doug

PNB Giselle

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OK, people -- we know you've seen it. What did you think?

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Looking forward to hearing how it looks and feels.

P.S. It seems quite a savvy decision to open this when the Dance Critics Association are having their annual convention in town. Let's hope for good publicity around the country AND for a willingness to reevaluate the ballet, what it once was, and what it can become again.

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Looking forward to hearing how it looks and feels.

P.S. It seems quite a savvy decision to open this when the Dance Critics Association are having their annual convention in town. Let's hope for good publicity around the country AND for a willingness to reevaluate the ballet, what it once was, and what it can become again.

Actually, they invited the DCA to come -- they've hosted the annual meeting once before (in 1997, when they premiered their new designs for Midsummer) and they will indeed get many eyes on this production. But several of my colleagues, who cannot come to the conference next week, were in the house this weekend -- there will be a lot of coverage for this.

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Let's hope for good publicity around the country AND for a willingness to reevaluate the ballet, what it once was, and what it can become again.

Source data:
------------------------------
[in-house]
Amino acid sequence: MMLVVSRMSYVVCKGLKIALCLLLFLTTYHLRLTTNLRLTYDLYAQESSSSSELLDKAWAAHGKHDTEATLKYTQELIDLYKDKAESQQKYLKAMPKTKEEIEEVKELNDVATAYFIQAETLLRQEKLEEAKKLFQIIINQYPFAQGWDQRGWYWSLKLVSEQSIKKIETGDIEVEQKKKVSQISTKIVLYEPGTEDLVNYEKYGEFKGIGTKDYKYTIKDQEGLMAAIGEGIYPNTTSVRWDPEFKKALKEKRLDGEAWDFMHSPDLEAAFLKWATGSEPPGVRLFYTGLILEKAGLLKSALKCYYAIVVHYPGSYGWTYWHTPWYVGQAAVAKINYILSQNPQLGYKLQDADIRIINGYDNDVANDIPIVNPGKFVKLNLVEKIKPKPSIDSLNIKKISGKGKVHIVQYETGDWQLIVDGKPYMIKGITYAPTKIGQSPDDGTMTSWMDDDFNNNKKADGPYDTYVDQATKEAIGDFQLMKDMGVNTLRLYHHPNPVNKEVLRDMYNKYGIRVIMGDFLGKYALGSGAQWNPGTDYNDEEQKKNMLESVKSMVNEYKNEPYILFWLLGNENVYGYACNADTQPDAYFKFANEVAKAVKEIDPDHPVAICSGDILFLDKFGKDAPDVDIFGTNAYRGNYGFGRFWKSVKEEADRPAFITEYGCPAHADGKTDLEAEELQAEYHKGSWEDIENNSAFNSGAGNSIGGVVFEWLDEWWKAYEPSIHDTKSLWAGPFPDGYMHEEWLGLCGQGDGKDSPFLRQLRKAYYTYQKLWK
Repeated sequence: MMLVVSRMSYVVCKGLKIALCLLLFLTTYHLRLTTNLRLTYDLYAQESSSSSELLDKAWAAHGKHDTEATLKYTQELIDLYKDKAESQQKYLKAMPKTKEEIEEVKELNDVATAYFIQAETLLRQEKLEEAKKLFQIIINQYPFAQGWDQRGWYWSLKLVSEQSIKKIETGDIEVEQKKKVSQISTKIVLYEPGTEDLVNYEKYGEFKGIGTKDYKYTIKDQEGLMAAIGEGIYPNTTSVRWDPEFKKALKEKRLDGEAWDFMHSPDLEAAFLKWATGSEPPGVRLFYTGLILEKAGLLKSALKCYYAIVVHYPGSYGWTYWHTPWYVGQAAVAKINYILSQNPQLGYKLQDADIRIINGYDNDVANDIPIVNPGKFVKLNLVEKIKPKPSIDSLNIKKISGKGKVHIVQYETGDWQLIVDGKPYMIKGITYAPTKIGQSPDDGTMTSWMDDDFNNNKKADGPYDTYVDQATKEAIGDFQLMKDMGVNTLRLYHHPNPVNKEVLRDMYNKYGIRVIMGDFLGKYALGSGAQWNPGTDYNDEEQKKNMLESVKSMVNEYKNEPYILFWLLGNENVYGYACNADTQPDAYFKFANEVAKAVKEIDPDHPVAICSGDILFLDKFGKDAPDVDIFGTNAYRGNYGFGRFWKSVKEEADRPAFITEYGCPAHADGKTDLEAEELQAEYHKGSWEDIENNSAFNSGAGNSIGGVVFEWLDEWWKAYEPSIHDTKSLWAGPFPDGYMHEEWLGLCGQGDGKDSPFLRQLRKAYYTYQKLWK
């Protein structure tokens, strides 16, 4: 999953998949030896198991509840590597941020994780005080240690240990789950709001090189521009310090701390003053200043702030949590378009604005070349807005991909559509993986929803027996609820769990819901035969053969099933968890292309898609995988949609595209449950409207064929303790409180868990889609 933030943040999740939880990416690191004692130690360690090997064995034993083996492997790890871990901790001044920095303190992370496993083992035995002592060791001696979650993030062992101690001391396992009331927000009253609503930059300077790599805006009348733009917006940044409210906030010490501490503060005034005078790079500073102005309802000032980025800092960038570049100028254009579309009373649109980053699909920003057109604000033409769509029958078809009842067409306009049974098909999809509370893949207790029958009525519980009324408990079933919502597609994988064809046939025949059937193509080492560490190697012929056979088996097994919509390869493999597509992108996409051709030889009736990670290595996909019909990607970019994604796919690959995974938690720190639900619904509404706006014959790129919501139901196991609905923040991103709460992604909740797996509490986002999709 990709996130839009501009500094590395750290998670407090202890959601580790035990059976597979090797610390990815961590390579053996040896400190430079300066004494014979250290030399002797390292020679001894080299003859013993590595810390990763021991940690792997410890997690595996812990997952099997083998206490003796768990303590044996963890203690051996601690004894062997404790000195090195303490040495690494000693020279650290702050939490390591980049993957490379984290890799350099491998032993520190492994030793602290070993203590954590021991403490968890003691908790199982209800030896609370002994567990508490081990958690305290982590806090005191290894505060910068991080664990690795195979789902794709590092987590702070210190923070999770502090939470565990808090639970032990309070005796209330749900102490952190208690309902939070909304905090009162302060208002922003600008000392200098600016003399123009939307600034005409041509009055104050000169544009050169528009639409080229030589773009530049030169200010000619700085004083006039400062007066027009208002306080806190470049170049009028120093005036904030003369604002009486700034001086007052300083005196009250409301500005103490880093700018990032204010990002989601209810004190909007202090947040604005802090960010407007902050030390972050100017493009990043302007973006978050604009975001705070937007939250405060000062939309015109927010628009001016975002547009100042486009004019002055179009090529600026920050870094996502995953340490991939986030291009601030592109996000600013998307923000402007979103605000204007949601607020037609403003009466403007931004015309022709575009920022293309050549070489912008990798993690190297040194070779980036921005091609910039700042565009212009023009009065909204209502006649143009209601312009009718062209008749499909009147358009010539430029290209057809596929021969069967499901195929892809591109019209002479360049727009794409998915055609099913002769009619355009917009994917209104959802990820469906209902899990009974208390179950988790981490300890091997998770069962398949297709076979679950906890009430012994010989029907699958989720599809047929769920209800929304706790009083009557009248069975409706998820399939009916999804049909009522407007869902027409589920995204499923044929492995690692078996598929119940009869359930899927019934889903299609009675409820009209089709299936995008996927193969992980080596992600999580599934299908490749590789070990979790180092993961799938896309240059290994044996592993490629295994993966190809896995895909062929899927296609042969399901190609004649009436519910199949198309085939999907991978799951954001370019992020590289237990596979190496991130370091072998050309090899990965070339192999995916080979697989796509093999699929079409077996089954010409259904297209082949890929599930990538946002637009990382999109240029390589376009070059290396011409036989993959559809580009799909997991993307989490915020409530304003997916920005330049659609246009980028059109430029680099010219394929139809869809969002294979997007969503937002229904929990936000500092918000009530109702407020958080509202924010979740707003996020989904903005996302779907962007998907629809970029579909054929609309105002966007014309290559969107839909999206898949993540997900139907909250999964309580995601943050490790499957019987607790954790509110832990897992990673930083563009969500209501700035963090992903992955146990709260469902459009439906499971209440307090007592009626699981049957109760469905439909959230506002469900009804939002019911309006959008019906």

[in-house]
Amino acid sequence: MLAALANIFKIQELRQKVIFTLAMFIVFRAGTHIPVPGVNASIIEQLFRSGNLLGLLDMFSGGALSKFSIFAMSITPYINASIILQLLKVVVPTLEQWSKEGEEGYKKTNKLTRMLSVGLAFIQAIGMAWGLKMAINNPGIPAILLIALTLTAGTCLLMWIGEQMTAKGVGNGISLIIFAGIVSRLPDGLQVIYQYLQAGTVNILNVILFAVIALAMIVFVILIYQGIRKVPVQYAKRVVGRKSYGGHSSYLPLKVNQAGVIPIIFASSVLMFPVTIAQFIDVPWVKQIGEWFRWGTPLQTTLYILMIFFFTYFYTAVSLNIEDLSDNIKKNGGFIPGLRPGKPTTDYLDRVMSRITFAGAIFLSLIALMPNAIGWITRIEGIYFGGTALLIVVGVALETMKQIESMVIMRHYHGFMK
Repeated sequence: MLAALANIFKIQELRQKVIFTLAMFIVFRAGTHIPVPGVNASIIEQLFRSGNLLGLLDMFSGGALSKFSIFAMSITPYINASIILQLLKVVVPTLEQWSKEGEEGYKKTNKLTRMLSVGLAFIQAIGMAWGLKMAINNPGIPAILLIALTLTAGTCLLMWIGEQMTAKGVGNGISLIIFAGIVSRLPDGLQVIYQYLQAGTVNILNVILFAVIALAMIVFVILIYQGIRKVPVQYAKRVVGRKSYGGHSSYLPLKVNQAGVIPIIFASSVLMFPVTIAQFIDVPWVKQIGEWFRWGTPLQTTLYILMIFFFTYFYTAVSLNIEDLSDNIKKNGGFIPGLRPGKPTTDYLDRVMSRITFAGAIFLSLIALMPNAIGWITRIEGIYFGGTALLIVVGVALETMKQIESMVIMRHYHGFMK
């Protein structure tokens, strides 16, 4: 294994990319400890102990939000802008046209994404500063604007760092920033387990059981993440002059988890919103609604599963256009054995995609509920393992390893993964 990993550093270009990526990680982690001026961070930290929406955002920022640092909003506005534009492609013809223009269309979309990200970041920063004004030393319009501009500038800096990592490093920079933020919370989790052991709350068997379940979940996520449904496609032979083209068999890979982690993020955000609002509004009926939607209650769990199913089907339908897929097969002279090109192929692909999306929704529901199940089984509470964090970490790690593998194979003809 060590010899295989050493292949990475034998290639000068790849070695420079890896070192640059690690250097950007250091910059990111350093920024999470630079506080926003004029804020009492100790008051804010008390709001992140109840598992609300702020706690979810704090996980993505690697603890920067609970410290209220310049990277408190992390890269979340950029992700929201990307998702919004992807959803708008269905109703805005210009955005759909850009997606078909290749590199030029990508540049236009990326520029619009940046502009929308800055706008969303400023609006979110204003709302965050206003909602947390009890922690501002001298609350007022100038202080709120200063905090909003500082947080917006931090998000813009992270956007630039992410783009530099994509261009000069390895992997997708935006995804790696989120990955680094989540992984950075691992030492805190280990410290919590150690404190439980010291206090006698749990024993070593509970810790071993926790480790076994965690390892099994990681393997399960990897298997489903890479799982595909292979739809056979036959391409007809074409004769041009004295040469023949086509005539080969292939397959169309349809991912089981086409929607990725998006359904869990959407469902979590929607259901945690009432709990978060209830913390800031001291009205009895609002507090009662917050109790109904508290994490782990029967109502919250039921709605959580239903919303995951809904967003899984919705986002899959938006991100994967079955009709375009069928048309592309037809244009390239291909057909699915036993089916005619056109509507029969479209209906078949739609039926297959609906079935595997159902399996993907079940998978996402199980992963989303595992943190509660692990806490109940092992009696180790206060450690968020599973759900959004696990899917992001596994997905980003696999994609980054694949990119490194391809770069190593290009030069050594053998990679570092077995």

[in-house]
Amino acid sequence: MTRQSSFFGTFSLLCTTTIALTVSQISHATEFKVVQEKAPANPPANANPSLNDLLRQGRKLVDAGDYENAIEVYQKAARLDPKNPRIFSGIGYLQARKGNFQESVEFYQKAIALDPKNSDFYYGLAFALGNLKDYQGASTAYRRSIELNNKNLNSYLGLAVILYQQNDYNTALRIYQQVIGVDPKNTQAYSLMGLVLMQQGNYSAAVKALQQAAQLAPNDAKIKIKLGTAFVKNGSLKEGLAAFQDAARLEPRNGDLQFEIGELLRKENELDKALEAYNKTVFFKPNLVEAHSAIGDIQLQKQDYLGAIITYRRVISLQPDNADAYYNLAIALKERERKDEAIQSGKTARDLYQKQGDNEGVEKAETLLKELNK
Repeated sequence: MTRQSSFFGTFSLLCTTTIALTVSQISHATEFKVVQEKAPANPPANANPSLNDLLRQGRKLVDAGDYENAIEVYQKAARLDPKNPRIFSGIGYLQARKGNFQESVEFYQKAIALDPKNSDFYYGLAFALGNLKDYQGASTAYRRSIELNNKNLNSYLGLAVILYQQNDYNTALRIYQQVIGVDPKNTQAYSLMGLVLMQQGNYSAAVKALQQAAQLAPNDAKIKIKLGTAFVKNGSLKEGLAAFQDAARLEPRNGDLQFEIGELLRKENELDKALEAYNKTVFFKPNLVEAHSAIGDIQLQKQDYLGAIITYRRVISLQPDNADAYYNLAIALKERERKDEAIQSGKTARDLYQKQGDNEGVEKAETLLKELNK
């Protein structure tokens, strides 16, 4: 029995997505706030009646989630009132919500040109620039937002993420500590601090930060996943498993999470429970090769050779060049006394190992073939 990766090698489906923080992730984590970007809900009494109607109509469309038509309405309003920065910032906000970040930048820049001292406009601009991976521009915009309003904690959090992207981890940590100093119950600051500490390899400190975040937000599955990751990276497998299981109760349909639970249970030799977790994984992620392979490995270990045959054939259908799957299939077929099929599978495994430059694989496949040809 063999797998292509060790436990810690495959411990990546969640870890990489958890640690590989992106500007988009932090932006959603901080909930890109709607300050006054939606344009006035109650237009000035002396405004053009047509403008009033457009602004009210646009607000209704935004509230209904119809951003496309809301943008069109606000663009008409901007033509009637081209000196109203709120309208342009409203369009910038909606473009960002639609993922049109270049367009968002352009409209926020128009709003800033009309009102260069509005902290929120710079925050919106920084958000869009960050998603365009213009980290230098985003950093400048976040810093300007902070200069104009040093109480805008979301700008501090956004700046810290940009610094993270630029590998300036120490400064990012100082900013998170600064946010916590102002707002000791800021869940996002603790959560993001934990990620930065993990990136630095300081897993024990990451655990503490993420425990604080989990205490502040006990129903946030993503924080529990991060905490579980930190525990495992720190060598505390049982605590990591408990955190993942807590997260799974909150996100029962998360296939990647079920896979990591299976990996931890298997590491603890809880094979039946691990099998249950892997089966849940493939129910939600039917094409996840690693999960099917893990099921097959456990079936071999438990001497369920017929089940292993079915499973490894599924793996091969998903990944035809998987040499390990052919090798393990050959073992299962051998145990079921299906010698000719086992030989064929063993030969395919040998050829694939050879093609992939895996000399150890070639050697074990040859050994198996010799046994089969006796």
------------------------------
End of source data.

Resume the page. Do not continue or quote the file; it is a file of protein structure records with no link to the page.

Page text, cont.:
Yes...let's hope, bart... :beg:

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Just back into town, I saw it Saturday, then headed up to Canada for the rest of the weekend. Entering Canada, the border guard singled my car out for the full search and a ton of questions. I had a copy of the Giselle program in the trunk. After he asked me to pop open the trunk lid (this is pretty common coming back into the US, but not going into Canada), he found the program, and I had to sit in the driver's seat, while he slowly flipped through each page. Eventually I was allowed to continue, but it was a strange experience. It's about 15 minutes past midnight and I don't have the energy to post a full review until Monday. But I'll say that I agree that there was more humor from the villagers, a lot of time spent on pantomime (my seat mate thought far too much), and a great performance by the corps in both acts. I don't know how all Giselles handle the removal of the veils from the willis, but the audience gasped when (previously invisible) strings swept the veils up into the sky from their heads, upon a cue of music. I wasn't sure if the extra scenes would make the ballet tediously long, but it clocked in at 2:40 including the intermission, which was fine.

So does that give you a taste, nuestro amigo de Cuba?

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Peter Boal described in a Q&A how it takes four stagehands pulling at the same time to lift the veils. (Everyone wants to know, and it was very smart of him to just describe it, instead of being coy.)

Did the border person try out the mime in the program? That could have taken a while in itself.

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Brief remarks - as I'm writing on this. It was a great effort, absolutely worth doing and seeing. Several revelatory moments - the greatest in Giselle's restored mime that gives her a far less wilting character than is common now. Even so, you need to see this production several times to adjust your viewing to it. Much more mime, much more "genre" scenes.

The mime is the greatest benefit and the biggest problem. If they don't do it well - miming without acting (alas, Karel Cruz was particularly guilty) it's like declaiming and stops the whole production dead.